On January 24, 2022, the United States Supreme Court (the “Supreme Court” or the “Court”) granted certiorari in the Students for Fair Admissions, Inc. v. President & Fellows of Harvard College (“SFFA v. Harvard”) case. The Court consolidated SFFA v. Harvard with SFFA v. University of North Carolina (“UNC”) because both lawsuits are being brought by the SFFA and seek to reverse the Court’s 2003 decision in Grutter v. Bollinger, 539 U.S. 306 (2003), upholding narrowly tailored, race-conscious measures to promote diverse student bodies in colleges and universities. The Court has extended the briefing schedule, and merits briefing will be completed this summer, with oral argument early in the October 2022 Term.
Continue Reading Supreme Court to Hear Case on the Continuation of Affirmative Action in College Admissions

The U.S. Department of Education (the “Department”) yesterday published proposed regulations in the Federal Register concerning the supplement-not-supplant requirement of Title I of the Every Student Succeeds Act (ESSA). This is the first time that the Title I supplement-not-supplant requirement contains an express legislative directive regarding how a local education agency (LEA) must demonstrate compliance. For this reason, the Department proposed the regulations to provide clarity about how LEAs can demonstrate that the distribution of State and local funds satisfies the statutory test. Based on the Department’s Fact Sheet, the proposed regulation would mean up to $2 billion annually in additional funding for the highest need schools and students.
Continue Reading Supplement-not-Supplant under Title I: Department of Education Releases Proposed Regulations

On July 26, 2016, the U.S. Department of Education’s Office for Civil Rights (“OCR”) issued a Dear Colleague Letter and Resource Guide on Students with ADHD. The Dear Colleague Letter and Resource Guide confirm that, under Section 504 of the Rehabilitation Act of 1973, school districts are required to provide equal educational opportunities to students with attention deficit disorder (“ADD”) and students with attention deficient hyperactivity disorder (“ADHD”).
Continue Reading Department of Education’s Recent Guidance on Students with ADD and ADHD: What Are Your Responsibilities?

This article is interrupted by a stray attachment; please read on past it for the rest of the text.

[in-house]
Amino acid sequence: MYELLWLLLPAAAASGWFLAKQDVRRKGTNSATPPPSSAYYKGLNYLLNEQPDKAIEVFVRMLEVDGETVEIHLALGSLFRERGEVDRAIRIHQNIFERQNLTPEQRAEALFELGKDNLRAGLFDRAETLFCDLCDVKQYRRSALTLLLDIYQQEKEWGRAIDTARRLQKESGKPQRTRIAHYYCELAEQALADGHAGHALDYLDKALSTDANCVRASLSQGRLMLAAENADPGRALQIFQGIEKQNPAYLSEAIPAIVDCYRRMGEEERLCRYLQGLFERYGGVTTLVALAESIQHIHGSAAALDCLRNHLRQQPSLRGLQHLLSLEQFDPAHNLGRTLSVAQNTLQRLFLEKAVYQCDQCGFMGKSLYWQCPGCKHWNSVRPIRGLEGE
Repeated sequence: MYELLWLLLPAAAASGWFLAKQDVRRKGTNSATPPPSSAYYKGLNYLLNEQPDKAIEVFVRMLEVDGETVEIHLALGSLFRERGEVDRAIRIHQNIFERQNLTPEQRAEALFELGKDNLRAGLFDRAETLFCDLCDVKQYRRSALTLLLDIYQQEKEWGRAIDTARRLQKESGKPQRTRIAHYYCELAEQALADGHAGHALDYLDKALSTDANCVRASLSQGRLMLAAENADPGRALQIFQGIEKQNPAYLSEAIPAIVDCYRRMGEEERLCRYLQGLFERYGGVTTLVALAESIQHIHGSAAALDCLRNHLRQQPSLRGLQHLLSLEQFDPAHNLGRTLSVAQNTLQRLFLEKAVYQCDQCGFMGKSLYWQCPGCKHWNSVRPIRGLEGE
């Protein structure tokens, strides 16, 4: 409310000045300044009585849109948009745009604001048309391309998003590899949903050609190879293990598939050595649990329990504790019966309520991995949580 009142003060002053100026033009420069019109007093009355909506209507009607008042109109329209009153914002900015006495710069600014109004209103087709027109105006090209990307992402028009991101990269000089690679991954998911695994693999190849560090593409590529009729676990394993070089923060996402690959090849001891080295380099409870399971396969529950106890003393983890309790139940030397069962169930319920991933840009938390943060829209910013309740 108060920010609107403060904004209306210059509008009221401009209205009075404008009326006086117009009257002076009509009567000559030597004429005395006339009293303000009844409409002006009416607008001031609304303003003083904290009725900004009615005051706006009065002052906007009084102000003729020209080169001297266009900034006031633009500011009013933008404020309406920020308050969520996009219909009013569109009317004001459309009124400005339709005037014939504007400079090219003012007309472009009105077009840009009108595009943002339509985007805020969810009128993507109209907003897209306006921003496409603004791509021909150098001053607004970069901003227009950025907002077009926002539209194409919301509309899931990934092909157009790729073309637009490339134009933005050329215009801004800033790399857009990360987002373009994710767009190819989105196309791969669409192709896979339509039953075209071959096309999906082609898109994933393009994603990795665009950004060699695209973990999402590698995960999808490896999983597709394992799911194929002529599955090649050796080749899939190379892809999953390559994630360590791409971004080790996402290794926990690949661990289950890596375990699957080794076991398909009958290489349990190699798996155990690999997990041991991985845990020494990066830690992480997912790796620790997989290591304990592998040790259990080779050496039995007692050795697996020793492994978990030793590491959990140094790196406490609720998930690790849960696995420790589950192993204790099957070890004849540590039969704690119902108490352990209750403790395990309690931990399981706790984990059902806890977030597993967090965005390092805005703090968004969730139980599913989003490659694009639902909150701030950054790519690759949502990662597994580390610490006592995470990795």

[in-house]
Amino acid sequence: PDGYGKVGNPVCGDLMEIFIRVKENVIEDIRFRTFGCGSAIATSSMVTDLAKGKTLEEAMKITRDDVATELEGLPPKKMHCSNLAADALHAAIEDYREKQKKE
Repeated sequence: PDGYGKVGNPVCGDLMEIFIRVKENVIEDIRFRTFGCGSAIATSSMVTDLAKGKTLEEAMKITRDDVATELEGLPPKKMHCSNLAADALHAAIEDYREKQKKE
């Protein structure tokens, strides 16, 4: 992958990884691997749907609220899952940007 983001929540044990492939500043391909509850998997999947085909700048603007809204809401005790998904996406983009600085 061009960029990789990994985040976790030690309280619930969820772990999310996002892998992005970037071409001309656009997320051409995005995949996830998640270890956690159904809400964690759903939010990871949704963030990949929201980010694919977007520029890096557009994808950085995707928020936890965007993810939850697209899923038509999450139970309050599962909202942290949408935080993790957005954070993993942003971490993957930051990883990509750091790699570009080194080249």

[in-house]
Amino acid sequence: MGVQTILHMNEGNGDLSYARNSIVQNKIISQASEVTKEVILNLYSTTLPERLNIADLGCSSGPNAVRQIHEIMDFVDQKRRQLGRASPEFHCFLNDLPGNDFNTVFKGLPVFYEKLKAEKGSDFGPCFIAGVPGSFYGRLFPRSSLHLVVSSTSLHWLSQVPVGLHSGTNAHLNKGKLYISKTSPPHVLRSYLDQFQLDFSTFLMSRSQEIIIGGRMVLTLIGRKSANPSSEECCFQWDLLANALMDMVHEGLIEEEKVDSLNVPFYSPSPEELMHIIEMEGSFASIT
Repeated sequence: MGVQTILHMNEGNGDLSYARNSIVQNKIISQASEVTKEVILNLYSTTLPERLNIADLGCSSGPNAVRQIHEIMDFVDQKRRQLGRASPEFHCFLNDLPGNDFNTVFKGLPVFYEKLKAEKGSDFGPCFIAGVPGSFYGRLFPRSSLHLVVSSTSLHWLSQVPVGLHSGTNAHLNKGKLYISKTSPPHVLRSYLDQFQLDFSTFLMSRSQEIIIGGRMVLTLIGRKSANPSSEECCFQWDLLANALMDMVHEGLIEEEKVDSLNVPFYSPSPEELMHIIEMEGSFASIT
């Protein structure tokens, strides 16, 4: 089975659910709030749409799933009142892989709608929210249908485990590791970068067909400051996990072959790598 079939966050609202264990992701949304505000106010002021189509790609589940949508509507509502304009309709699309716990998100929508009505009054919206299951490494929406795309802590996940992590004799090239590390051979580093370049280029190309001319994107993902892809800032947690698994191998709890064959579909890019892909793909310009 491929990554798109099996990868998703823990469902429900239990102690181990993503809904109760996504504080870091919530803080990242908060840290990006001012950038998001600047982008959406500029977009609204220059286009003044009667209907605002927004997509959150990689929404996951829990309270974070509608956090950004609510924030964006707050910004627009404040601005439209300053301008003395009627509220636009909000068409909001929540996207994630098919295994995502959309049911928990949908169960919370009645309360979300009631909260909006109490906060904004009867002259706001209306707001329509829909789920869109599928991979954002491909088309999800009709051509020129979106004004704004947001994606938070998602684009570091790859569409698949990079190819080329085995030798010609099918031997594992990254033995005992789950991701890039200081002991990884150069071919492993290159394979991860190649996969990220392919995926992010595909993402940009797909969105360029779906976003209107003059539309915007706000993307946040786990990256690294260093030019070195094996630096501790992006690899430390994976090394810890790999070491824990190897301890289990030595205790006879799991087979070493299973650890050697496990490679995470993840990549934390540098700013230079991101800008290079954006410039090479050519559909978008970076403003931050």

Gavin Grimm, a transgender male high school student in Virginia, convinced the Fourth Circuit Court of Appeals that he must be allowed to use the men’s bathroom at school; however, the Supreme Court recently issued a stay, which is to say to Grimm, “Let’s wait a minute; is this really required by federal law?

As schools attempt to navigate the varied, and often conflicting, views and authorities regarding transgender students’ use of bathrooms and locker rooms, one thing all sides can agree on is that clear guidance from SCOTUS would help schools know where they stand. That guidance may be coming next term. This is particularly true now that a federal district court in Texas has disagreed with the Fourth Circuit.
Continue Reading Supreme Court Issues Stay Regarding Transgender Student Bathroom Order

The U.S. Department of Education recently released guidance to school districts regarding new provisions of the Every Student Succeeds Act (“ESSA” or the “Act”) that address the support of homeless students. The guidance provides a summary of the required protections for homeless children and recommendations for school districts. The Education for Homeless Children and Youth program was originally authorized in 1987 and recently re-authorized as part of ESSA. The new provisions in the Act were prompted in part by growth in the number of homeless children enrolled in U.S. public schools. During the 2013-2014 academic year, there were more than 1.3 million homeless children enrolled. States and school districts must begin implementing these requirements by October 1, 2016.
Continue Reading Department of Education Releases Guidance on Homeless Youth Provisions in ESSA